Chapter 7. Shutting Down a Fabric


This chapter describes how to shut down part or all of a fabric. In particular, when shutting down the ensemble servers (Fabric Servers), special care is needed.

Shutting down a managed container

From the console, you can shut down a managed container at any time using the fabric:container-stop command, specifying the name of the managed container—for example:
fabric:container-stop ManagedContainerName
The fabric:container-stop command looks up the container name in the registry and retrieves the data it needs to shut down that container. This approach works no matter where the container is deployed: whether on a remote host or in a cloud.

Shutting down a Fabric Server

Occasionally, you might want to shut down a Fabric Server for maintenance reasons. It is possible to do this without disabling the fabric, as long as you ensure more than half of the Fabric Servers in the ensemble remain up and running.
For example, if you have an ensemble consisting of three servers, registry1, registry2, and registry3, you can shut down at most one of these Fabric Servers at a time using the fabric:container-stop command—for example:
fabric:container-stop -f registry3
The -f flag is required when shutting down a container that belongs to the ensemble.
After performing the necessary maintenance, you can restart the Fabric Server as follows:
fabric:container-start registry3

Shutting down an entire fabric

In a production environment, it is rarely ever necessary to shut down an entire fabric. The idea of a fabric is that it provides redundancy, enabling you to shut down part of the fabric and restart it without having to shut down the whole fabric. You can even apply patches to a fabric without shutting down containers.
If you do need to shut down an entire fabric, however, you can do so as follows:
  1. To take a concrete example, consider a fabric which consists of the following containers:
    • Three Fabric Servers (ensemble servers): registry1, registry2, registry3.
    • Four managed containers: managed1, managed2, managed3, managed4.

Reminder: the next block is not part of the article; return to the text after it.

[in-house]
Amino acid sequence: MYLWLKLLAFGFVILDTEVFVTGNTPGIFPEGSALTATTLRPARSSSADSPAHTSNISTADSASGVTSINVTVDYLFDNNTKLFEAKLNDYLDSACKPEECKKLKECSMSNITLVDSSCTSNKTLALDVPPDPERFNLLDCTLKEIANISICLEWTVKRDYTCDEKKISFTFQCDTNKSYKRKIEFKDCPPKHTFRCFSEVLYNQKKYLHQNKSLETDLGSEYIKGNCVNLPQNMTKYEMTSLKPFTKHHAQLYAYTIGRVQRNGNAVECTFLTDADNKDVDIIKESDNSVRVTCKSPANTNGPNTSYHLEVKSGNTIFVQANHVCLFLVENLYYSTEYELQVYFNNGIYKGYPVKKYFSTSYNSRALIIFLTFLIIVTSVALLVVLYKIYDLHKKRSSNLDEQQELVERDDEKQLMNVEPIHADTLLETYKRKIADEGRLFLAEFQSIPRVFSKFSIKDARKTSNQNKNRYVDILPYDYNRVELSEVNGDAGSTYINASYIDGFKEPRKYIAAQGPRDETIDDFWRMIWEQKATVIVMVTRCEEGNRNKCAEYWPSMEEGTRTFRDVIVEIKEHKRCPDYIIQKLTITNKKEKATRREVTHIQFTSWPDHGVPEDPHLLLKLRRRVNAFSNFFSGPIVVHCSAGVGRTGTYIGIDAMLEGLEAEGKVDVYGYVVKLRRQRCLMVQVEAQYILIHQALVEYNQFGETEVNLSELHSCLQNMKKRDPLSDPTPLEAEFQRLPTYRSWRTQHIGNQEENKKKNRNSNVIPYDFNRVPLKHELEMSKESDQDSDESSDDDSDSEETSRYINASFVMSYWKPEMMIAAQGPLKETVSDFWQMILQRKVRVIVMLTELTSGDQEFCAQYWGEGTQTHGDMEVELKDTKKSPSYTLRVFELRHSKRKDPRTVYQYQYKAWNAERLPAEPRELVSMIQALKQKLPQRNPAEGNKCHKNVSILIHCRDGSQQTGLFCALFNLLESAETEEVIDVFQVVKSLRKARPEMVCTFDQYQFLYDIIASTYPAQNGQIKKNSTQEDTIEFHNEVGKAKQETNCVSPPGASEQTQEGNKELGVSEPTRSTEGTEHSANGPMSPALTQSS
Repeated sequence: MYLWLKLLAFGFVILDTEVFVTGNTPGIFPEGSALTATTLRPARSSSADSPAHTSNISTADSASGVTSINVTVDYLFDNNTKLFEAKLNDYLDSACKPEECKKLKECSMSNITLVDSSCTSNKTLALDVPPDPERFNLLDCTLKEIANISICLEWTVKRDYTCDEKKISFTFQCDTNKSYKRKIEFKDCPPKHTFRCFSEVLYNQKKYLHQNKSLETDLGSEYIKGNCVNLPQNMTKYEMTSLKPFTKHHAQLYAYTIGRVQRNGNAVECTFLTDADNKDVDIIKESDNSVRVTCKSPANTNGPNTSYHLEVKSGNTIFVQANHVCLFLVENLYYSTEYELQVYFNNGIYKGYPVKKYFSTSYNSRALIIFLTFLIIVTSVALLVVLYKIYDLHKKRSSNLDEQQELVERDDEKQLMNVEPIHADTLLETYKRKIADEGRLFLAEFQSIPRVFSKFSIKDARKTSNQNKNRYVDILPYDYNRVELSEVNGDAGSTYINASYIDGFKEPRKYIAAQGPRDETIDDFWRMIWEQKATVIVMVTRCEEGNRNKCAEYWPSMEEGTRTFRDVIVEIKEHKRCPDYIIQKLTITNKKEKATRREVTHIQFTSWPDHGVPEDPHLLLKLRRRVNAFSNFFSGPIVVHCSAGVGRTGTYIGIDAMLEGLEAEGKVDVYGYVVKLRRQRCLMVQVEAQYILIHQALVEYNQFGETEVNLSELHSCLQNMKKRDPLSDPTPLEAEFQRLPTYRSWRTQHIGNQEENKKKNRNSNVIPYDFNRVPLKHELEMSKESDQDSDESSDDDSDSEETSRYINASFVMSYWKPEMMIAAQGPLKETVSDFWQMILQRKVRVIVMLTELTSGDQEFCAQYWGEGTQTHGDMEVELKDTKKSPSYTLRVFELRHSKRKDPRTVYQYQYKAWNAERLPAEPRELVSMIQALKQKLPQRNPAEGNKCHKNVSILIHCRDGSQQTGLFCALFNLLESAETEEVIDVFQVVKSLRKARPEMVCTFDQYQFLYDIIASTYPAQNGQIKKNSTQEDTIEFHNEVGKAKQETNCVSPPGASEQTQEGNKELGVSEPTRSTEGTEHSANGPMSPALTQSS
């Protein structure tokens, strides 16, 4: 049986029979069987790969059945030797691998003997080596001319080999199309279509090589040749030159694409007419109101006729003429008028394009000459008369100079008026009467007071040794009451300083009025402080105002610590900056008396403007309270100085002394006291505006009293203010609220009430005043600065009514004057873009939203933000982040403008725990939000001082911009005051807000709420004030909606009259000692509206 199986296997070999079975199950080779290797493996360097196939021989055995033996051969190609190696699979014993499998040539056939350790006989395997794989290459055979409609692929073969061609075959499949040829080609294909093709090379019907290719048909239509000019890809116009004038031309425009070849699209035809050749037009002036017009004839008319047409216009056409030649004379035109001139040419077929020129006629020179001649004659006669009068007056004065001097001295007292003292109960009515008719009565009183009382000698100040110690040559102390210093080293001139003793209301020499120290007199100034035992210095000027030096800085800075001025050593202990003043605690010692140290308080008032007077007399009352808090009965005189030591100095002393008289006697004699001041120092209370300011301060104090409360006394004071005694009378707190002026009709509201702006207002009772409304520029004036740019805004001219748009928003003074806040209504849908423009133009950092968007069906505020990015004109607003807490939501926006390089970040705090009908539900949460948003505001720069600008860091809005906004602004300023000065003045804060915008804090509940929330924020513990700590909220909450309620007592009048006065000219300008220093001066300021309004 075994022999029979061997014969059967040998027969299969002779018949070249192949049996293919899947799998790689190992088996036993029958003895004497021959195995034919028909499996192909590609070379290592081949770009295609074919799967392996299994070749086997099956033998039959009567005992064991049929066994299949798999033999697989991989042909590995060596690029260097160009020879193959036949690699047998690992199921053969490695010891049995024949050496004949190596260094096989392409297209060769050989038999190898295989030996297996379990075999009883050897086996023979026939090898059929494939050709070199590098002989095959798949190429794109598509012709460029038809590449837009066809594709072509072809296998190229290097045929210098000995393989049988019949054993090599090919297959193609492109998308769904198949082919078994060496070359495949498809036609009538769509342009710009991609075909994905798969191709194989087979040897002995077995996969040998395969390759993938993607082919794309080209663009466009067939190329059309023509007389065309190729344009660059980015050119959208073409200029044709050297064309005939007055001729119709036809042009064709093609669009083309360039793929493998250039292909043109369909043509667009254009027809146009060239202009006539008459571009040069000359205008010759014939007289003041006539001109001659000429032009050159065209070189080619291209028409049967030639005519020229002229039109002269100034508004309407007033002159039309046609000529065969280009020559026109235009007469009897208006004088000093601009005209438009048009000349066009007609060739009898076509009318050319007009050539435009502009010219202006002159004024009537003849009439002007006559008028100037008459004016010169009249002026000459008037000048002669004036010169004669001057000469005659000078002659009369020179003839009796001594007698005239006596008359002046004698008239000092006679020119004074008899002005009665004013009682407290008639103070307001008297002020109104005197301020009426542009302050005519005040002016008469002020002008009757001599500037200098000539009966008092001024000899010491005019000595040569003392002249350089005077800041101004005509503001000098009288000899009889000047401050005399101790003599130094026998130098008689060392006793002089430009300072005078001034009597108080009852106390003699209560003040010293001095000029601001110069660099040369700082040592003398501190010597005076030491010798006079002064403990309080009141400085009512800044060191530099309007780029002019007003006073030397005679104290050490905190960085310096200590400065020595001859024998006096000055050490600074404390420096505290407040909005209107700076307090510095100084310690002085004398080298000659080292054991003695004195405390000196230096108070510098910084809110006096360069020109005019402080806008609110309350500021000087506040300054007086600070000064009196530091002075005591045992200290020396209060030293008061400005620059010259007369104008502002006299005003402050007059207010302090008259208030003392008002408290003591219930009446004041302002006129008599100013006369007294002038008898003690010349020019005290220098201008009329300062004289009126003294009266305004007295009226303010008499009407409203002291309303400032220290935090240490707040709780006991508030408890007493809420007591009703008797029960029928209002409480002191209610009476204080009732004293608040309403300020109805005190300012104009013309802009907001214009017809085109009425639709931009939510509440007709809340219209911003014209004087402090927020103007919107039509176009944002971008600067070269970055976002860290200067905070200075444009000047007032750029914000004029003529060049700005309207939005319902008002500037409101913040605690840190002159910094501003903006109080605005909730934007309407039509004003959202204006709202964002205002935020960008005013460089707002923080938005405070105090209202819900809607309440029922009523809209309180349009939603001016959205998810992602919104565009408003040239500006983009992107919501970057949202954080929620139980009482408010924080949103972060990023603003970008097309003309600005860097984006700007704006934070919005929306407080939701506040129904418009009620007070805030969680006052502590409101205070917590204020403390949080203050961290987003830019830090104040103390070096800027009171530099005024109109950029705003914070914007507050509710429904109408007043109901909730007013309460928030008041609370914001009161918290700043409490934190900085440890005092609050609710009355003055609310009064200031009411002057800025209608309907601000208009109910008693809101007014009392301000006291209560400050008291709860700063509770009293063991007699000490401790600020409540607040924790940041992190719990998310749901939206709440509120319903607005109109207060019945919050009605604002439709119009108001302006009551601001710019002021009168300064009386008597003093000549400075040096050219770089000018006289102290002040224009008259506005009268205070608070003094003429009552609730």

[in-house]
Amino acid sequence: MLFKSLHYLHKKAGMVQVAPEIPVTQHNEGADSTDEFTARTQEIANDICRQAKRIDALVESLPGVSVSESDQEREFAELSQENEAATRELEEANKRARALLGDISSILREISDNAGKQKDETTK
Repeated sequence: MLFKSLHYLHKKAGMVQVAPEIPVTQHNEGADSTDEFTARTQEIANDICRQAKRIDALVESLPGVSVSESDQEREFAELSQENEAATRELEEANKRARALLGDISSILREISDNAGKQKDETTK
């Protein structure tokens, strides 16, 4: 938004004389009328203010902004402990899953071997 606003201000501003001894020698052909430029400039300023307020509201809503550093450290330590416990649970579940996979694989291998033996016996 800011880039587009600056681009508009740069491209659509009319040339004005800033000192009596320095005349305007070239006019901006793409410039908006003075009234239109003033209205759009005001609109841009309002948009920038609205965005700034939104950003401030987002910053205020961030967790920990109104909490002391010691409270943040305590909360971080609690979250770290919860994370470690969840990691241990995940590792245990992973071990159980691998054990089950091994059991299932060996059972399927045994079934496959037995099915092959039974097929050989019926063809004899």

2. Use the client console utility to log on to one of the containers in the fabric. Because this will be the last container to shut down, it is convenient to choose one of the Fabric Servers. For example, to log on to the registry1 server, enter the following command:
    ./client -u AdminUser -p AdminPass -h Registry1Host
    Where Registry1Host is the host where registry1 is running and AdminUser and AdminPass are the credentials of a user with administration privileges. It is assumed that the registry1 server is listening for console connections on the default IP port (that is, 8101)
  3. Shut down all of the managed containers in the fabric, using the fabric:container-stop command—for example:
    fabric:container-stop managed1
    fabric:container-stop managed2
    fabric:container-stop managed3
    fabric:container-stop managed4
  4. Remove all but one of the Fabric Servers from the ensemble, using the fabric:ensemble-remove command. For example, given the ensemble consisting of registry1, registry2, and registry3 (where you are logged on to registry1), remove registry2 and registry3 from the ensemble as follows:
    fabric:ensemble-remove registry2 registry3
  5. You can now shut down the registry2 and registry3 containers using the fabric:container-stop command, as follows:
    fabric:container-stop registry2
    fabric:container-stop registry3
  6. Assuming you are logged on to registry1 (the sole remaining Fabric Server), shut it down as follows:
    shutdown -f
  7. Whenever you restart the fabric, you will have to remember to recreate the ensemble, so that it consists of three Fabric Servers again. For example, to recreate the ensemble consisting of registry1, registry2, and registry3, you would restart the three servers, and then enter the following command:
    fabric:ensemble-add registry2 registry3

Note on shutting down the ensemble

If you are logged on to a container that is connected to a fabric, the following obvious procedure for shutting down the fabric ensemble does not work:
fabric:container-stop registry1
fabric:container-stop registry2
fabric:container-stop registry3
The third invocation of fabric:container-stop will fail and throw an error. This is because of the quorum-based voting system used by the ensemble (which is designed to protect against network splits). After the first two Fabric servers (registry1 and registry2) are shut down, fewer than half of the ensemble servers are available. At this point, the registry shuts down and refuses to service any more requests, because there is no longer a quorum of ensemble servers available (that is, fewer than 50% of the ensemble servers are available). This causes a problem for the fabric:container-stop command, which normally contacts the registry to retrieve details about the container it is trying to shut down.
The solution to this problem is to adopt the procedure described in the section called “Shutting down an entire fabric”, where you first reduce the size of the ensemble using fabric:ensemble-remove, before attempting to shut down the ensemble servers.